Commercial Real Estate Investments – Lots to Consider!

The commercial real estate market in Lancaster County is sizzling hot these days! The historically low interest rate environment is playing an important role. Plus, investors are a bit anxious about the uncertainties associated with capital gains tax rates and are looking to shelter as much as they can prior to a potential hike in tax rate. Investors are also selling their properties at record high prices which results in even larger capital gain and the vicious cycle continues.

Below is some food for thought that we like to present to our investor clients:

Be an investor, not a collector of real estate

It’s plain and simple – investors of commercial real estate need to make a profit, either on an ongoing basis via cash flow or through appreciation, and hopefully through both channels. Commercial real estate properties are also expensive assets to maintain. There are significant costs involved such as real estate taxes, building insurance, common area maintenance, costs involved with leasing and property management, etc. So, unless they generate a profit, commercial real estate properties are not good collectibles!

Be mindful of your investment goals

You may have heard the adage “The money is made at the acquisition”. There is some serious truth to this. Acquisition is strongly dependent on your investment goals. Are you in it for the long haul? Do you have significant “patience capital” or is your investment timeline only a few years long?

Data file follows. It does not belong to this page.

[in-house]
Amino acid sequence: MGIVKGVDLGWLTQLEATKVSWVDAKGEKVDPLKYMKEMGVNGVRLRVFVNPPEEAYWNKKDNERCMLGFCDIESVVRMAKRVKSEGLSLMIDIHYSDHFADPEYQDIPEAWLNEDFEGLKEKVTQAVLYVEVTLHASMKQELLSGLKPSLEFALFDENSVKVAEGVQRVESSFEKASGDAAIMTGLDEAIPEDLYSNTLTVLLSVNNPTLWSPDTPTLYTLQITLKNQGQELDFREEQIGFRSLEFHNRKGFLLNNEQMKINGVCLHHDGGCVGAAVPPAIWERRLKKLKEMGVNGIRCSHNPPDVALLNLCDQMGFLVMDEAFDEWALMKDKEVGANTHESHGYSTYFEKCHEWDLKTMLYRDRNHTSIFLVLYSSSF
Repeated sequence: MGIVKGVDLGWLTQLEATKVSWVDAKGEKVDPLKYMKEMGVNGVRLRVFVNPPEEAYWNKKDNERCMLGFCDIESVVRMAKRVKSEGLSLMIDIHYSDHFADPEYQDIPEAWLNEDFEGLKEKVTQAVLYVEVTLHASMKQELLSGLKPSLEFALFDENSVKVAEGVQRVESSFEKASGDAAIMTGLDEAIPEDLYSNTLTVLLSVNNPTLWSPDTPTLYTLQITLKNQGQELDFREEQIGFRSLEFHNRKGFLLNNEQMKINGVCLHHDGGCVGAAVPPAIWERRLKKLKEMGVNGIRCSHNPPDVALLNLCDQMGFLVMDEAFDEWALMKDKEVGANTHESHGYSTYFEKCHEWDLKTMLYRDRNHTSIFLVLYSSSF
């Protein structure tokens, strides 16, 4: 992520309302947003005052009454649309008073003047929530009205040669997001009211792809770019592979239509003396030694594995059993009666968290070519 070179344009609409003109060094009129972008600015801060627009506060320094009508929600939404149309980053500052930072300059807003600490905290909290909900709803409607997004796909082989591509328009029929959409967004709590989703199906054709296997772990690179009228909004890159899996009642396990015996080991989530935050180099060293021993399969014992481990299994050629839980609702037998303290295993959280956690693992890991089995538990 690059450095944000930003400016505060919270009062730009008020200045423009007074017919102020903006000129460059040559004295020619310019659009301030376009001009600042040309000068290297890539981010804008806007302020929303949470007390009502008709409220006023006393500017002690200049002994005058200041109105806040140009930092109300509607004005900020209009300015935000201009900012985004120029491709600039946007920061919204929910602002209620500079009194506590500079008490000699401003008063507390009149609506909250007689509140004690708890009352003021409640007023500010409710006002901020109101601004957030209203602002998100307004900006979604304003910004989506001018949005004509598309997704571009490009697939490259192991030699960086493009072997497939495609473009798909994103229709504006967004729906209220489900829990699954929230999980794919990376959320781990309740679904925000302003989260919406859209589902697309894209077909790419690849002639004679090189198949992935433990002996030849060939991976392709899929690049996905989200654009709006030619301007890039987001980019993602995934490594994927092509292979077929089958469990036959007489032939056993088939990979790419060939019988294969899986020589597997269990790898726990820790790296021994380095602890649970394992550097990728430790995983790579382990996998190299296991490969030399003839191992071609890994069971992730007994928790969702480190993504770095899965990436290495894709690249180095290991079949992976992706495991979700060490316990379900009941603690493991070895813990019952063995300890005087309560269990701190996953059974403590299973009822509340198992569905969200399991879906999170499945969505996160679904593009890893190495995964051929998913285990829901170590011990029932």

Appreciation in real estate values typically takes a significant amount of time and may not be appropriate for an investor proforma with shorter timelines.

Is your investment focus to shield taxes or realize cash flow? If mainly the former, keeping track of changing tax laws especially those related to tax-deferred exchanges can be important.

If you are looking to finance the acquisition, financing terms such as any prepayment penalties, interest rates, etc. will come into play in keeping with your investment goals. For example, if you are planning on selling the property relatively quickly, having pre-payment penalties in place is not a good place to be.

Get your team in place prior to the acquisition

Who will manage the property once you purchase it? Will you hire a property manager? If so, have you taken these costs into account in your evaluation of the proforma? Owners who self-manage their investment properties often don’t take these costs into account.

Will you require any vendors to help maintain the property? This is less of an issue with triple net lease investment properties since it is the tenant’s responsibility to maintain the property. However, multifamily assets are usually more management intensive where having the appropriate team in place is very important.

Value-add opportunities

Many investors like properties that provide value-add opportunities. Some examples include additional land for potential expansion, below-market rents in place that can be easily increased with minor renovations or repurposing the property to suit a specific tenant’s needs. It is not uncommon for developer investors to have a tenant or tenants lined up prior to closing on the property.